Neutron radiation caused by 33 A.D. earthquake could have led to “wrong” 1988 radiocarbon dating of Shroud, suggest researchersAn earthquake in Old Jerusalem might be behind the famous image of the Shroud of Turin, says a group of researchers led by Alberto Carpinteri of the Politecnico di Torino in Italy in an article published in Springer’s journal Meccanica. They believe that neutron radiation caused by an earthquake could have induced the image of a crucified man — which many people believe to be that of Jesus — onto the length of linen cloth, and caused carbon-14 dating done on it in 1988 to be wrong.The Shroud has attracted widespread interest ever since Secondo Pia took the first photograph of it in 1898: about whether it is Jesus’ purported burial cloth, how old it might be, and how the image was created. According to radiocarbon dating done in 1988, the cloth was only 728 years old at the time. Other researchers have since suggested that the shroud is much older and that the dating process was incorrect because of neutron radiation — a process which is the result of nuclear fusion or nuclear fission during which free neutrons are released from atoms — and its interaction with the nuclei of other atoms to form new carbon isotopes.However, no plausible physical reason has yet been proposed to explain the origin of this neutron radiation. Now Carpinteri’s team, through mechanical and chemical experimentation, hypothesizes that high-frequency pressure waves generated in Earth’s crust during earthquakes are the source of such neutron emissions. This is based on their research into piezonuclear fission reactions, which are triggered when very brittle rock specimens are crushed under a press machine. In the process, neutrons are produced without gamma emissions. Analogously, the researchers theorize further that neutron flux increments, in correspondence to seismic activity, should be a result of the same reactions.The researchers therefore believe that neutron emission from a historical earthquake in 33 A.D. in Old Jerusalem, which measured 8.2 on the Richter Scale, could have been strong enough to cause neutron imaging through its interaction with nitrogen nuclei. …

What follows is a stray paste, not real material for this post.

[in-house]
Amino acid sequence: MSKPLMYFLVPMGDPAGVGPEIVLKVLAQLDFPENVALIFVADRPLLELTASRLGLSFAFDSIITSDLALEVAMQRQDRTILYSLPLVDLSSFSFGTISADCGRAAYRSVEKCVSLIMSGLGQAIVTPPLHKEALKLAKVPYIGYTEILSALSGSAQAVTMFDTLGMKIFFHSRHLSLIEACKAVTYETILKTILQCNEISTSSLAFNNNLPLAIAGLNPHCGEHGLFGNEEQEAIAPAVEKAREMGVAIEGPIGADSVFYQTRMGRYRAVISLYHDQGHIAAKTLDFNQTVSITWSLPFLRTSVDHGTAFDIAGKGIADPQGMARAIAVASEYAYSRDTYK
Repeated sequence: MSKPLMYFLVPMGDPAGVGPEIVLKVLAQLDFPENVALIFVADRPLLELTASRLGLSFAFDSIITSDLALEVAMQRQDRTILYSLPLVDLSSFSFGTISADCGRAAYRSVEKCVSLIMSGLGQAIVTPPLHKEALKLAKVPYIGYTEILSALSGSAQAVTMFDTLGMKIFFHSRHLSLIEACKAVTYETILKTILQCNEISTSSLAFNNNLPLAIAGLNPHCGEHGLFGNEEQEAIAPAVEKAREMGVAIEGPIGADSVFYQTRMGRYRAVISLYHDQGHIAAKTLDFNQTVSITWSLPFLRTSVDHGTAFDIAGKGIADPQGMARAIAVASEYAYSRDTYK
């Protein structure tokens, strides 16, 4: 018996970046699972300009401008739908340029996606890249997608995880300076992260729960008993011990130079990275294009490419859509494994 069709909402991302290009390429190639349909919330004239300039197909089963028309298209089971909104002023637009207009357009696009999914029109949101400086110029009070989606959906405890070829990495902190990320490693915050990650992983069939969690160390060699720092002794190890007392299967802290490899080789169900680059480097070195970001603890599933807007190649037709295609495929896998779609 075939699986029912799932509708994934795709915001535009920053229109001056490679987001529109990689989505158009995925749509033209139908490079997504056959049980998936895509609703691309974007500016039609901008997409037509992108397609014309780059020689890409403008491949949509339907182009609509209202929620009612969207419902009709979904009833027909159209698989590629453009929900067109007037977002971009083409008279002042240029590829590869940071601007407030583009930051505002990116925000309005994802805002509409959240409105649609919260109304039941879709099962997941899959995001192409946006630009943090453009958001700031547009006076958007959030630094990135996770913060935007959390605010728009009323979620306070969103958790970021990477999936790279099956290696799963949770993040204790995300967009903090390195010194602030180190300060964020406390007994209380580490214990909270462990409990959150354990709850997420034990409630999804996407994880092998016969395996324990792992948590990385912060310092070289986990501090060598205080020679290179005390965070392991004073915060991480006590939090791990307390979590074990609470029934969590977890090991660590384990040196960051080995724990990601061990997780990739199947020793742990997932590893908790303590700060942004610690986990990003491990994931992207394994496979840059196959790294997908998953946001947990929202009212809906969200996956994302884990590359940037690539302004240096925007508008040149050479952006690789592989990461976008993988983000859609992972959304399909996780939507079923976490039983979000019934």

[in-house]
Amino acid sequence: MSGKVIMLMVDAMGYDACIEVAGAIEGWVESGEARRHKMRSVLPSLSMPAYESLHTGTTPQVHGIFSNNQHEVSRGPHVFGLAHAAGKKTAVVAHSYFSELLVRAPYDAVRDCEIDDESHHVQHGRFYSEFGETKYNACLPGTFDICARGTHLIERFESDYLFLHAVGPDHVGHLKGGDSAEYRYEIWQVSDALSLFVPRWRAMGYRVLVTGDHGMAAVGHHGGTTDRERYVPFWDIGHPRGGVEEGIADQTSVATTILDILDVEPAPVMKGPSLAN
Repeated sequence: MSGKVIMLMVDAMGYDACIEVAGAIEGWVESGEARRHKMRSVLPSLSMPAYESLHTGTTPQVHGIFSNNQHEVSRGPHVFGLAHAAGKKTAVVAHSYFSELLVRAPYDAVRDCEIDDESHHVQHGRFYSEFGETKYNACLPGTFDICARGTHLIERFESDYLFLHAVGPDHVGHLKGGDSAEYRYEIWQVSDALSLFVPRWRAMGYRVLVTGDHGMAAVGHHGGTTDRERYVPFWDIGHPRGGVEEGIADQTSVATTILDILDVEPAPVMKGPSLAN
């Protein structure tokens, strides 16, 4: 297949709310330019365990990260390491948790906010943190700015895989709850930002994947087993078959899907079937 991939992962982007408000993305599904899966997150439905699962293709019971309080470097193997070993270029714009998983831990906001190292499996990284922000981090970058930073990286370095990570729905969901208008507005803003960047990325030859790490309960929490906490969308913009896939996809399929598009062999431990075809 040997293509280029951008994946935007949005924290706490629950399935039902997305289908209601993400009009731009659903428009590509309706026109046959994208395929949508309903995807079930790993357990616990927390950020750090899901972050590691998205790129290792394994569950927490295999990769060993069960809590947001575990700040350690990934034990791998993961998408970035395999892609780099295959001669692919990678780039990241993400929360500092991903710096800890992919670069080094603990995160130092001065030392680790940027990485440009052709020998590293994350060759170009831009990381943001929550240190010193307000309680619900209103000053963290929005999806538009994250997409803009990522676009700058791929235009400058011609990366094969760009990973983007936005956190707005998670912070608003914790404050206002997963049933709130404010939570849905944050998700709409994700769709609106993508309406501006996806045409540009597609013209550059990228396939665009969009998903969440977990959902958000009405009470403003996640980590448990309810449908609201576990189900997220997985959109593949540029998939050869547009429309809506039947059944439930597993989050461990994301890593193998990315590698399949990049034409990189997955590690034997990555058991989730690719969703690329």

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Trust thy neighbor: During times of community change, familiar sources of information feel more trustworthy

Aug. 7, 2013 — Increases in population size may lead to a breakdown in social trust, according to Jordan Smith from North Carolina State University in the US. As local populations grow, local elected officials and national news media become less trusted, compared with friends and family, local churches and civic institutions. This ‘trust deficit’ has implications for long-term environmental and community planning.Smith’s study is published online in Springer’s journal Human Ecology.Smith studied three southern Appalachian mining communities during a period of change, amid growing controversy over the expansion of amenity-based industries (such as tourism and recreation areas), as well as its impact on both the environment and local communities. The expansion of these industries inevitably leads to rapid increases in population.Smith was particularly interested in the levels of social trust within these communities where conflict is likely to exist between long-term residents who tend to be more concerned about ‘their’ community, and incoming residents who are more transitory and less vested in community affairs.All three communities have transitioned from a natural resource-based economy to a service economy, demonstrated by a steady decline in natural resource-related jobs and a dramatic increase in the types of employment associated with amenity-based communities. This steep rise in population has inevitably changed how residents interact and communicate with one another.By and large, residents in each of the three communities tended to trust the information they received from immediate family members, churches, close friends, and local newspapers more than information coming from other sources. The least trusted information comes from elected officials, national television news, online news sources and co-workers.The analyses also suggest that population density itself is not related to the structure of information networks or the level of trust or distrust within them.Smith concludes: “As resource-dependent communities continue to grow, residents will increasingly look for familiar faces when trying to get information. This in effect reaffirms already held attitudes and beliefs. Conflicts associated with amenity transition are more likely to arise because of conflicting values and ideologies, rather than social structural changes in the community. The road ahead for environmental and community planners is likely to be difficult as they attempt to accommodate greater and greater numbers of amenity migrants.”